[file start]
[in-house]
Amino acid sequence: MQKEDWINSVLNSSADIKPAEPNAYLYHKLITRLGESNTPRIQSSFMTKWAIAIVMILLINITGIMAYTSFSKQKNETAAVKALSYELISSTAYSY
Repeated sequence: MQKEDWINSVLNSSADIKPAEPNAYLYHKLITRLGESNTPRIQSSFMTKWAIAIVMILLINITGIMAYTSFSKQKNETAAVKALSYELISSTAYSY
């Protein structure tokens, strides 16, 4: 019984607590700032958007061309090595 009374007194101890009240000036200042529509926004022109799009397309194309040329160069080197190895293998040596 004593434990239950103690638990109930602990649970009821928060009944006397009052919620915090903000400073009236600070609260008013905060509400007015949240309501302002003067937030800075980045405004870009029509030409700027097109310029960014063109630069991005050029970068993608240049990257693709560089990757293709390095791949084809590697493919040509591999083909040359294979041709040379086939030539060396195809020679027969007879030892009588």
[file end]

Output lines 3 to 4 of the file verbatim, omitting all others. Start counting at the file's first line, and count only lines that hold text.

Repeated sequence: MQKEDWINSVLNSSADIKPAEPNAYLYHKLITRLGESNTPRIQSSFMTKWAIAIVMILLINITGIMAYTSFSKQKNETAAVKALSYELISSTAYSY
């Protein structure tokens, strides 16, 4: 019984607590700032958007061309090595 009374007194101890009240000036200042529509926004022109799009397309194309040329160069080197190895293998040596 004593434990239950103690638990109930602990649970009821928060009944006397009052919620915090903000400073009236600070609260008013905060509400007015949240309501302002003067937030800075980045405004870009029509030409700027097109310029960014063109630069991005050029970068993608240049990257693709560089990757293709390095791949084809590697493919040509591999083909040359294979041709040379086939030539060396195809020679027969007879030892009588």